depth of field


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depth of field

For a given setting of an optical system (or a steady state of accommodation of the eye) it is the distance over which an object may be moved without causing a sharpness reduction beyond a certain tolerable amount. Depth of field increases when the diaphragm (or pupil) diameter diminishes as, for example, in old eyes (Fig. D1). Examples: viewing at infinity, the depth of field ranges between infinity and about 3.6 m for a pupil of 4 mm in diameter; and between infinity and about 2.3 m for a 2 mm pupil. At a viewing distance of 1 m, the depth of field ranges from about 1.4 m to 80 cm with a 4 mm pupil; and from about 1.8 m to 70 cm with a 2 mm pupil. See hyperfocal distance.
Fig. D1 Schematic representation of the depth of field and the depth of focus of an eye fixating an object at O (I, retinal image size corresponding to the tolerable resolution)enlarge picture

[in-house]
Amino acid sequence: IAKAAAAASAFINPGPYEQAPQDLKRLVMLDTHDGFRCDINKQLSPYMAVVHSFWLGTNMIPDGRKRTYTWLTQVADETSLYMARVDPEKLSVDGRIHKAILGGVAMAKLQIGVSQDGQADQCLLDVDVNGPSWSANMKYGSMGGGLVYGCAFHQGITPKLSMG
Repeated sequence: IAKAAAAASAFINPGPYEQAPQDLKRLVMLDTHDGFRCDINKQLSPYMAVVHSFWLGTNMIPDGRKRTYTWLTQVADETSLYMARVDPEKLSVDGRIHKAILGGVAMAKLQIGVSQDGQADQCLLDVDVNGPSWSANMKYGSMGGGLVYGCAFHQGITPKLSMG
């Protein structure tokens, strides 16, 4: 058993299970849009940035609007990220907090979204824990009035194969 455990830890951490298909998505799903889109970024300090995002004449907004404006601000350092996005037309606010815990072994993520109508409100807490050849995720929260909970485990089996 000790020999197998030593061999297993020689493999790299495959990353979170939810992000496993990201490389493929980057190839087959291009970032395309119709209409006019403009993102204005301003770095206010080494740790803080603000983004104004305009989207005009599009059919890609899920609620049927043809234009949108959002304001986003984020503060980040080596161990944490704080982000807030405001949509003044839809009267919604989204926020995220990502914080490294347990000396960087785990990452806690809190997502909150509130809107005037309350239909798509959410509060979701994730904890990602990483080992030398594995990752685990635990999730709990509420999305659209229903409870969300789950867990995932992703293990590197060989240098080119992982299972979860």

Fig. D1 Schematic representation of the depth of field and the depth of focus of an eye fixating an object at O (I, retinal image size corresponding to the tolerable resolution)
References in periodicals archive ?
"Nobody is going to throw away their night vision goggles because of the poor depth of field, but the full promise of night vision isn't realized until this problem is overcome," James said.
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As an example of determining depth of field, first find the hyperfocal distance H for the 75-mm lens
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Looking through a small pinhole increases the eye's depth of field and sharpens the vision.
The actual range of distance in which the picture is sufficiently in focus to be useful is called depth of field. Depth of field increases as available light increases.
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For high-magnification work, a more shallow etch depth is desired due to the more limited depth of field of the light microscope, while for low-magnification examination a deeper contrast etch is best.